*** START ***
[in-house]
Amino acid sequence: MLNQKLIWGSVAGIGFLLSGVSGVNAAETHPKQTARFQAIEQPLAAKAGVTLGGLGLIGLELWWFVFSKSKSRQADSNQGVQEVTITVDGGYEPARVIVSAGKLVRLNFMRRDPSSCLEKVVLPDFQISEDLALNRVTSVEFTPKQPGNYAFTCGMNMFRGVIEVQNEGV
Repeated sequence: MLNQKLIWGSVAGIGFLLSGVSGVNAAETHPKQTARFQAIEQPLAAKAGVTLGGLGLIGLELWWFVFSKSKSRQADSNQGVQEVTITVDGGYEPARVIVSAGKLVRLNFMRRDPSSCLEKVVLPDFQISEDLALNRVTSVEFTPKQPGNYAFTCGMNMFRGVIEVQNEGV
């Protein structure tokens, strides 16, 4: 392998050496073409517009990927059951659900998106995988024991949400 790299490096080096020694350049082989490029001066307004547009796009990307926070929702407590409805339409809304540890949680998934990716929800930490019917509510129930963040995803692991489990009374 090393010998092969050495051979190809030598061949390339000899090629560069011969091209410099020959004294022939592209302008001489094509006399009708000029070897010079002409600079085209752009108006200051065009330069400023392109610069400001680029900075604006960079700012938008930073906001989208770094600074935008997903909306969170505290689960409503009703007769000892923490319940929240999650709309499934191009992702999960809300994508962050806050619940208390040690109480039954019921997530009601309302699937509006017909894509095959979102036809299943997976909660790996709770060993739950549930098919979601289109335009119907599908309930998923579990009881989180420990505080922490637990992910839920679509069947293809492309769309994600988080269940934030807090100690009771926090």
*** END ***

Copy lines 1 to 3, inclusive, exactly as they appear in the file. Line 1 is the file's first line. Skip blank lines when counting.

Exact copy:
[in-house]
Amino acid sequence: MLNQKLIWGSVAGIGFLLSGVSGVNAAETHPKQTARFQAIEQPLAAKAGVTLGGLGLIGLELWWFVFSKSKSRQADSNQGVQEVTITVDGGYEPARVIVSAGKLVRLNFMRRDPSSCLEKVVLPDFQISEDLALNRVTSVEFTPKQPGNYAFTCGMNMFRGVIEVQNEGV
Repeated sequence: MLNQKLIWGSVAGIGFLLSGVSGVNAAETHPKQTARFQAIEQPLAAKAGVTLGGLGLIGLELWWFVFSKSKSRQADSNQGVQEVTITVDGGYEPARVIVSAGKLVRLNFMRRDPSSCLEKVVLPDFQISEDLALNRVTSVEFTPKQPGNYAFTCGMNMFRGVIEVQNEGV